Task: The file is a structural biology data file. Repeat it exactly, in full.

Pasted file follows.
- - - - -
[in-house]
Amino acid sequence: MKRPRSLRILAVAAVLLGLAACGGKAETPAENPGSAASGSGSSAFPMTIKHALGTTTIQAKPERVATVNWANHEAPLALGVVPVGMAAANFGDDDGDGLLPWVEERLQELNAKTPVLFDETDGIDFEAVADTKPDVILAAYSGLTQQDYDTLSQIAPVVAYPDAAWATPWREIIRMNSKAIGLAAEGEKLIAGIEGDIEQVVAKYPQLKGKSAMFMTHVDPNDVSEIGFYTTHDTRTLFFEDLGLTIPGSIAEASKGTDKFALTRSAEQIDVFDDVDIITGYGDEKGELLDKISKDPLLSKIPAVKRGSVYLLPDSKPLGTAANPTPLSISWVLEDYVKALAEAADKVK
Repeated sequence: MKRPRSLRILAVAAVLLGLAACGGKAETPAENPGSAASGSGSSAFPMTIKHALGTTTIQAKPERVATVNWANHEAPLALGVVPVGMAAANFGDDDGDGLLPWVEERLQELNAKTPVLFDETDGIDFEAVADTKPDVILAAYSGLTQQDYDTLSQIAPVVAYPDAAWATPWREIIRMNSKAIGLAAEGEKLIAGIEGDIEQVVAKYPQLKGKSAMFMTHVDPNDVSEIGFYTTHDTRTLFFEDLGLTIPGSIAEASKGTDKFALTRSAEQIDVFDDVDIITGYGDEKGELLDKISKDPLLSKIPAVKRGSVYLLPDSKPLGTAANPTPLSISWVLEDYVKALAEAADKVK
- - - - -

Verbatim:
[in-house]
Amino acid sequence: MKRPRSLRILAVAAVLLGLAACGGKAETPAENPGSAASGSGSSAFPMTIKHALGTTTIQAKPERVATVNWANHEAPLALGVVPVGMAAANFGDDDGDGLLPWVEERLQELNAKTPVLFDETDGIDFEAVADTKPDVILAAYSGLTQQDYDTLSQIAPVVAYPDAAWATPWREIIRMNSKAIGLAAEGEKLIAGIEGDIEQVVAKYPQLKGKSAMFMTHVDPNDVSEIGFYTTHDTRTLFFEDLGLTIPGSIAEASKGTDKFALTRSAEQIDVFDDVDIITGYGDEKGELLDKISKDPLLSKIPAVKRGSVYLLPDSKPLGTAANPTPLSISWVLEDYVKALAEAADKVK
Repeated sequence: MKRPRSLRILAVAAVLLGLAACGGKAETPAENPGSAASGSGSSAFPMTIKHALGTTTIQAKPERVATVNWANHEAPLALGVVPVGMAAANFGDDDGDGLLPWVEERLQELNAKTPVLFDETDGIDFEAVADTKPDVILAAYSGLTQQDYDTLSQIAPVVAYPDAAWATPWREIIRMNSKAIGLAAEGEKLIAGIEGDIEQVVAKYPQLKGKSAMFMTHVDPNDVSEIGFYTTHDTRTLFFEDLGLTIPGSIAEASKGTDKFALTRSAEQIDVFDDVDIITGYGDEKGELLDKISKDPLLSKIPAVKRGSVYLLPDSKPLGTAANPTPLSISWVLEDYVKALAEAADKVK